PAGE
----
WINE WITH ALTITUDE
Beechworth vignerons have tapped altitude and aspect to make great wines on a small scale. Their third spring tasting offers a rare opportunity to savour the fruits of their skill.
Beechworth vignerons have tapped altitude and aspect to make great wines on a small scale.
SIMON Grant looks from his living room to vines wintering in the rain on a rise that lifts away behind his family’s Beechworth house. It is a chilly Indigo day. He is tall, broad-shouldered and thoughtful, and he is unstitching the ‘Champagne paradox’ – the play of power and elegance that defines almost all of the world’s great wines. It is not an esoteric exercise. Mr Grant has been five years a committee member of Beechworth Vignerons’ Association and president for four. He talks geology, aspect and variety, canopy, root mass and vine balance – key business on the plateau, perhaps the smallest of the ‘Geographical Indications’ by which each of Australia’s wine regions are delineated in law. It is thought to be home to Australia’s greatest number of vignerons in a single indication – those who grow grapes on their own land for the production and sale of all wine under their own labels. The vineyards are small because available land is scarce and not all land is suitable. But it is a pair of qualities available to few of Australia’s other wine regions, if any, which distinguishes it and yields opportunity. The Beechworth massif – in the old French sense a displaced cluster of high hills, ridges and eroded mountains in which the structure was retained when the crust moved – rises from an altitude of about 280 metres at Everton Upper to 1050m at Mount Stanley’s peak. “We have this remarkable scenario where we have the cool of the Great Dividing Range, we have the warmth of the interior – the continental climate, we are sort of monolithic with no river, so our environment is perhaps not unique but compared with what’s around us it’s very different,” Mr Grant says. “And it turns out that it’s a terrific place to grow grapes.” These are the things that brought Mr Grant and partner Helen Murray to Beechworth. They are among few more than two dozen owner-vignerons, as individuals or family partnerships, who make up the membership of the Vignerons’ Association.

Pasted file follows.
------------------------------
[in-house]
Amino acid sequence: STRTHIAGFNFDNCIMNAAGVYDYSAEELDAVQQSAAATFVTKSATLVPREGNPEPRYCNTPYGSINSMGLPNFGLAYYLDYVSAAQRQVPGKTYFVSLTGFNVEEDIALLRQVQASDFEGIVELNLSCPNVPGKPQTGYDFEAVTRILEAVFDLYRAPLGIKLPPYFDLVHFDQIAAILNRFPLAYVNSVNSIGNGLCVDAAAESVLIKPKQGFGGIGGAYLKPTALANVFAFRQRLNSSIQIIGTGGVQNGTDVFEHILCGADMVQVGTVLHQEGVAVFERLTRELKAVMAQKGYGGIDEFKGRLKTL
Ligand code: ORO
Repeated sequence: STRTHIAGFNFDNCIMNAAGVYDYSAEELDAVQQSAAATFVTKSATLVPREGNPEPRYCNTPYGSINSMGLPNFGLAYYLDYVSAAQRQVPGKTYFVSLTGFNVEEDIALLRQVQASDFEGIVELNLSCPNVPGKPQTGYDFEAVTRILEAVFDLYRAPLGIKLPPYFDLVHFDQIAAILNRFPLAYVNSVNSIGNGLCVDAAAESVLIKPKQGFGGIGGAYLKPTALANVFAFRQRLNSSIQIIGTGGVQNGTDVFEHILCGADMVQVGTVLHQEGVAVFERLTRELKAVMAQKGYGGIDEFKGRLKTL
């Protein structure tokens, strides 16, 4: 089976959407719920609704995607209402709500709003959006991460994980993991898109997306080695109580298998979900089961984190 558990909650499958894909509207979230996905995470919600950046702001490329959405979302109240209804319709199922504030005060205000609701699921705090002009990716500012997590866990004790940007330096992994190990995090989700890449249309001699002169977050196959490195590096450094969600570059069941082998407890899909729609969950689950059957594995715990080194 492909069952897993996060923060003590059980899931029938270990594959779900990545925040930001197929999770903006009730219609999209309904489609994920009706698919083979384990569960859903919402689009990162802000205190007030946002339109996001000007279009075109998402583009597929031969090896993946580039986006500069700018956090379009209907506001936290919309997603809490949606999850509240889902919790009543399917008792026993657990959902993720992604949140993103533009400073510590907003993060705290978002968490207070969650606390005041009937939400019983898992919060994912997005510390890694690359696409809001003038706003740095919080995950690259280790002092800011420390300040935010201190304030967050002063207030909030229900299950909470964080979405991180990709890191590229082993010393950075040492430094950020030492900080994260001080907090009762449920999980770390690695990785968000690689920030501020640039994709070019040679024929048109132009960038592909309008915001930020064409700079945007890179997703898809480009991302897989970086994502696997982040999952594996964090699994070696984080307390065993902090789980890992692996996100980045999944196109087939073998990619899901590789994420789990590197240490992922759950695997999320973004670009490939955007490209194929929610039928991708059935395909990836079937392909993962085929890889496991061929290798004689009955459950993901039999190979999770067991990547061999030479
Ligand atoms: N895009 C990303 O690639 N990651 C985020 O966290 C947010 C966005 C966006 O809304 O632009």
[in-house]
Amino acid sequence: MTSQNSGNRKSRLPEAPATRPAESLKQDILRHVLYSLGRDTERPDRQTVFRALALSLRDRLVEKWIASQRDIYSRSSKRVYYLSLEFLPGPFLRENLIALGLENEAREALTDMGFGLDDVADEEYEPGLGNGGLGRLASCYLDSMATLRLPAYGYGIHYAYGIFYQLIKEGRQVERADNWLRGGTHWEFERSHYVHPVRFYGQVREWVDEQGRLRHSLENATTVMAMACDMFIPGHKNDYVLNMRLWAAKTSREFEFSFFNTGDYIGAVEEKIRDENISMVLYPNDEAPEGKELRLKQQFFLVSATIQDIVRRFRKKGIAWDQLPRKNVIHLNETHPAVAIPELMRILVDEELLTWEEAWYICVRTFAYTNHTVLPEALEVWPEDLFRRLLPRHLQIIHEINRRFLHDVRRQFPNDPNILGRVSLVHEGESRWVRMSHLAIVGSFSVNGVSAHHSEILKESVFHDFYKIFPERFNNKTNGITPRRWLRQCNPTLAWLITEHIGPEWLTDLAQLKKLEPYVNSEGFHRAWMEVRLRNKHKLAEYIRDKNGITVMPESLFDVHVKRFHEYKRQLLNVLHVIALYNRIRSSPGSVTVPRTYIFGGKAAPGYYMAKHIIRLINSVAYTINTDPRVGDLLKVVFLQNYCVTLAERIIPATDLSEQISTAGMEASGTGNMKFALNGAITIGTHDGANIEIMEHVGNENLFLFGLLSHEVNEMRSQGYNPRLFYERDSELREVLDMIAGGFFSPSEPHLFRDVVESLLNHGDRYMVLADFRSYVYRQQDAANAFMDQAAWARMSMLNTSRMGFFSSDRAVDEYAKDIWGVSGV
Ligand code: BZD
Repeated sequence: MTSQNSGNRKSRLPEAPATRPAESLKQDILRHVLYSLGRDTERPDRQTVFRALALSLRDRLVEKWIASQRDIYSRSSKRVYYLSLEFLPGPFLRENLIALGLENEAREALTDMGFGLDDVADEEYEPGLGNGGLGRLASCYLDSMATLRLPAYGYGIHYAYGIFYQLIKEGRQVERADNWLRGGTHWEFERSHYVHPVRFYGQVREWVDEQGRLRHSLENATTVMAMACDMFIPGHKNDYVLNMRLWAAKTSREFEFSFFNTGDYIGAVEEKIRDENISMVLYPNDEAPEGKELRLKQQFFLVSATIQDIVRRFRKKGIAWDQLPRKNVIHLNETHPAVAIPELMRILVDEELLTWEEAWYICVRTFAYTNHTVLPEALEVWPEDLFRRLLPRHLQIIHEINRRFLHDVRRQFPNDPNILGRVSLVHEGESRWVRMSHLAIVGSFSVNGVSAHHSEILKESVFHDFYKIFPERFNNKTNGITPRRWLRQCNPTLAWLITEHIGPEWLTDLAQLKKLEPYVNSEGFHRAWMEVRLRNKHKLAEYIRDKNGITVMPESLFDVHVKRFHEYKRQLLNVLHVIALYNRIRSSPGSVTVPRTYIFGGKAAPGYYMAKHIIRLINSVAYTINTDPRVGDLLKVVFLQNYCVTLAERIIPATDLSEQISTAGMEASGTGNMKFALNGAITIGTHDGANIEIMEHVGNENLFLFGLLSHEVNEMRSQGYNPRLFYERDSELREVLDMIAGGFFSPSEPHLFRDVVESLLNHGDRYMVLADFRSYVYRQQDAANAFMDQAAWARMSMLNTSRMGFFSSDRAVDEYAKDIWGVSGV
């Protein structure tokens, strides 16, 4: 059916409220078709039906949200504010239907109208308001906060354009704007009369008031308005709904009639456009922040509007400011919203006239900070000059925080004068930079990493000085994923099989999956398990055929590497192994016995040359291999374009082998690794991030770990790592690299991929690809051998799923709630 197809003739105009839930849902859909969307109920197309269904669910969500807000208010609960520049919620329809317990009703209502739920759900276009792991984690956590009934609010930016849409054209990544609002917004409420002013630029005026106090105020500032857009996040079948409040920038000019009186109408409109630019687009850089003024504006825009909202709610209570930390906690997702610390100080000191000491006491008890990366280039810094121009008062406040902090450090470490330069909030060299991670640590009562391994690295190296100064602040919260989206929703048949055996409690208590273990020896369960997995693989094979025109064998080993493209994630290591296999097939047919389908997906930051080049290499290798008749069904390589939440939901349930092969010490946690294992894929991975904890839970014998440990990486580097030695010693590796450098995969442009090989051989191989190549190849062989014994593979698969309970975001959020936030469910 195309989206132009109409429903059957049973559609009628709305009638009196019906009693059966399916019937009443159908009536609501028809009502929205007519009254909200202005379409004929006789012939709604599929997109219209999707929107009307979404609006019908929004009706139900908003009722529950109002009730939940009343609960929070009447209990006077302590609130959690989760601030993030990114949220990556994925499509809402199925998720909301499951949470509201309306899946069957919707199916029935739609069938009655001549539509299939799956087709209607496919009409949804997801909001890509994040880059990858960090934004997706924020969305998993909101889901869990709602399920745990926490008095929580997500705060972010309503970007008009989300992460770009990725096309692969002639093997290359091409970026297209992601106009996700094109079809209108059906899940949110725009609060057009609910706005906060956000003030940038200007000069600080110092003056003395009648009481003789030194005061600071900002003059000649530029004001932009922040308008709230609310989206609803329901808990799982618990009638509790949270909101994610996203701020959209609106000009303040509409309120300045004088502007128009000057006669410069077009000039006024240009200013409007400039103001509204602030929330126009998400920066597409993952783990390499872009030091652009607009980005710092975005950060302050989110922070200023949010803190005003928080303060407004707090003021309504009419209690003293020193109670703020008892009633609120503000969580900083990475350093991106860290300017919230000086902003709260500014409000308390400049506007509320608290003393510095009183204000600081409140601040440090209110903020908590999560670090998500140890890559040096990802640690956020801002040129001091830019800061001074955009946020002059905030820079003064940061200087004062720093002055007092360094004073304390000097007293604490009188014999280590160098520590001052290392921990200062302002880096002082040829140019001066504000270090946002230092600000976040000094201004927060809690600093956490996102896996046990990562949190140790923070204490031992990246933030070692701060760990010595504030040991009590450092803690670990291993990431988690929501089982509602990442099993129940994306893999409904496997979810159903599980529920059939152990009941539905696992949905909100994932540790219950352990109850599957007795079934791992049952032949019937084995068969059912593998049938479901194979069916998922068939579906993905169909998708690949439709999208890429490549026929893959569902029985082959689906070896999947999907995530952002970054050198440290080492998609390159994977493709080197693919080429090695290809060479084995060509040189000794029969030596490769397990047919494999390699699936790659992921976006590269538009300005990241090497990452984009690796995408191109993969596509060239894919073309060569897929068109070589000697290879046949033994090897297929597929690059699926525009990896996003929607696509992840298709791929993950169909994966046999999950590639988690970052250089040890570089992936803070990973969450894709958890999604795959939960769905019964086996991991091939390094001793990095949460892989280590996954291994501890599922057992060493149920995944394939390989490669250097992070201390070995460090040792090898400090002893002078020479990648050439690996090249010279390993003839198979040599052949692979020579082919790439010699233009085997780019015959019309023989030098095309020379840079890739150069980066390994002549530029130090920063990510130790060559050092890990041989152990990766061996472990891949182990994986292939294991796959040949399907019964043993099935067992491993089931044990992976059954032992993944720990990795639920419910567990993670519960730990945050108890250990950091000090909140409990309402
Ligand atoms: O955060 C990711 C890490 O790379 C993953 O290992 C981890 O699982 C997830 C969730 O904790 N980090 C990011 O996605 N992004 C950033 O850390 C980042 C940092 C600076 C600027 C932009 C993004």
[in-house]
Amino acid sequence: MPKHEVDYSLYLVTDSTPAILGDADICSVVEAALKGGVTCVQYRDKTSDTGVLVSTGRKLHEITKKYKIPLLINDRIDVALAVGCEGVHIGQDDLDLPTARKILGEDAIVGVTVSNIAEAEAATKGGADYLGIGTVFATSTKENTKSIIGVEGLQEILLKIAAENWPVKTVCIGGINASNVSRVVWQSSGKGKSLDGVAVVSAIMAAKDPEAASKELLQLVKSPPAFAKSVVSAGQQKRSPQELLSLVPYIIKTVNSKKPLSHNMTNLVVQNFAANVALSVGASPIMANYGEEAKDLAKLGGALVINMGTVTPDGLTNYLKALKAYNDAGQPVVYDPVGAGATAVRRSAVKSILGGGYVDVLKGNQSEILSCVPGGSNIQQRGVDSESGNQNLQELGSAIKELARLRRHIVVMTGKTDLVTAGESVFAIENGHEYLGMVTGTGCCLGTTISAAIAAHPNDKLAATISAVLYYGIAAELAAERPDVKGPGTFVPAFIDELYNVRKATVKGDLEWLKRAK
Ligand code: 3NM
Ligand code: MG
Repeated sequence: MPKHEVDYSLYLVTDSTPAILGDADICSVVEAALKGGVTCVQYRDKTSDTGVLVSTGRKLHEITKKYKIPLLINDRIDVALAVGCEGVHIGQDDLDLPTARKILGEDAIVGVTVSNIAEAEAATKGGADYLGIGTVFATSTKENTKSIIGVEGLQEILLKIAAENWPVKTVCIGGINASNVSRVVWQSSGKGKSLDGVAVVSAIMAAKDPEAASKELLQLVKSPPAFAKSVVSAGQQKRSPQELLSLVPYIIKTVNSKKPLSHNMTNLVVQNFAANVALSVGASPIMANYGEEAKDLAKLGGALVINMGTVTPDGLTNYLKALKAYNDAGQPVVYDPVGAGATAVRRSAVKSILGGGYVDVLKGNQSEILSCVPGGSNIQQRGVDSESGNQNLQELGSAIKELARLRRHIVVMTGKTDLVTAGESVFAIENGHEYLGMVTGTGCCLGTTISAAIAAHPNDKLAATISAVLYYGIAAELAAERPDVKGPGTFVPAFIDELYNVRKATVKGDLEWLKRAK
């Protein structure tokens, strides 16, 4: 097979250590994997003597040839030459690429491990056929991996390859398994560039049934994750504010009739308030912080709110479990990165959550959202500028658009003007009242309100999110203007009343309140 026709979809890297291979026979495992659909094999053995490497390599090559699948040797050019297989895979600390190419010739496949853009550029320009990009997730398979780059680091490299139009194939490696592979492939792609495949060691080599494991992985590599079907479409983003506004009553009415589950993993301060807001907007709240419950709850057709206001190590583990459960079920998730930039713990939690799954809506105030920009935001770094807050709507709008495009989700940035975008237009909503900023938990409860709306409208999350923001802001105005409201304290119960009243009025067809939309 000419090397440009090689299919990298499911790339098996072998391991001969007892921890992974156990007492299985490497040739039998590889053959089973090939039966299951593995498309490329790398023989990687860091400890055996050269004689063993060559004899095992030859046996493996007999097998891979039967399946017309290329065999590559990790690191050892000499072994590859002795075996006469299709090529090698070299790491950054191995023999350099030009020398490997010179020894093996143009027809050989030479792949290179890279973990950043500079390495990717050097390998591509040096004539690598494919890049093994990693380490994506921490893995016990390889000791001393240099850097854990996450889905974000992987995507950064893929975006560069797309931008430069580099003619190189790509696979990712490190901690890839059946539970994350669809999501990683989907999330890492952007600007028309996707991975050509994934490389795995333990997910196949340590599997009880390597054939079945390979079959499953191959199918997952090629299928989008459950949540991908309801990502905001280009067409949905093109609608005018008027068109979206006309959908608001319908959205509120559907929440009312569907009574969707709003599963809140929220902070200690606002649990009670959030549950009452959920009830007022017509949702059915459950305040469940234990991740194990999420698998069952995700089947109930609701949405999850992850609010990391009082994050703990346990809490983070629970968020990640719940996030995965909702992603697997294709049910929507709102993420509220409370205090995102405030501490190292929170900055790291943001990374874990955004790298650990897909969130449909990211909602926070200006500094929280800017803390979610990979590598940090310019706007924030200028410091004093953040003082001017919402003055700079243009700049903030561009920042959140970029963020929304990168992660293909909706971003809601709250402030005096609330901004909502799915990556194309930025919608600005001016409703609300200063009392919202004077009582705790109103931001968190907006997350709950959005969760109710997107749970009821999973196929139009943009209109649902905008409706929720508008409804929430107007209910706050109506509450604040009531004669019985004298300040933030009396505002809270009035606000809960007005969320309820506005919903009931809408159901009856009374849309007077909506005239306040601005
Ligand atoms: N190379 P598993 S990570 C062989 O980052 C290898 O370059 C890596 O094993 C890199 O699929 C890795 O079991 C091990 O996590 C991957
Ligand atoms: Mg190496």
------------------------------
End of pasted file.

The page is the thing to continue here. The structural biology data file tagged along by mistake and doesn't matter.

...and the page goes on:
They have just released ‘Beechworth rosso’ under their Traviarti label, the first bottling of the nebbiolo that grows beyond the window. A smart Melbourne wine bar placed an initial order and has now placed another. It’s a good sign.
Giaconda’s Rick Kinzbrunner – the former engineer long recognised as the catalyst of Beechworth’s enviable wine reputation – is also growing nebbiolo beyond the rise.
The Grant-murray partnership and Kinzbrunner came coincidentally to a positive decision about the suitability of dirt below Red Hill on Beechworth’s eastern town boundary for nebbiolo. That’s a good sign, too.
Cut back a step to Jancis Robinson, to February 2016. The British writer and Master of Wine has done much in a long career to advise people who enjoy drinking wine about the way in which wine grapes grow, how wine works and why it tastes as its does. She consistently heads any list of international wine critics. She also counsels the Queen’s cellarmaster, which confirms why.
The Financial Times has published Ms Robinson’s regular column. Her subject is the annual ‘Australia Day Tasting’ of wines hosted by Australian vignerons, winemakers and British importers in London’s Royal Horticultural Halls.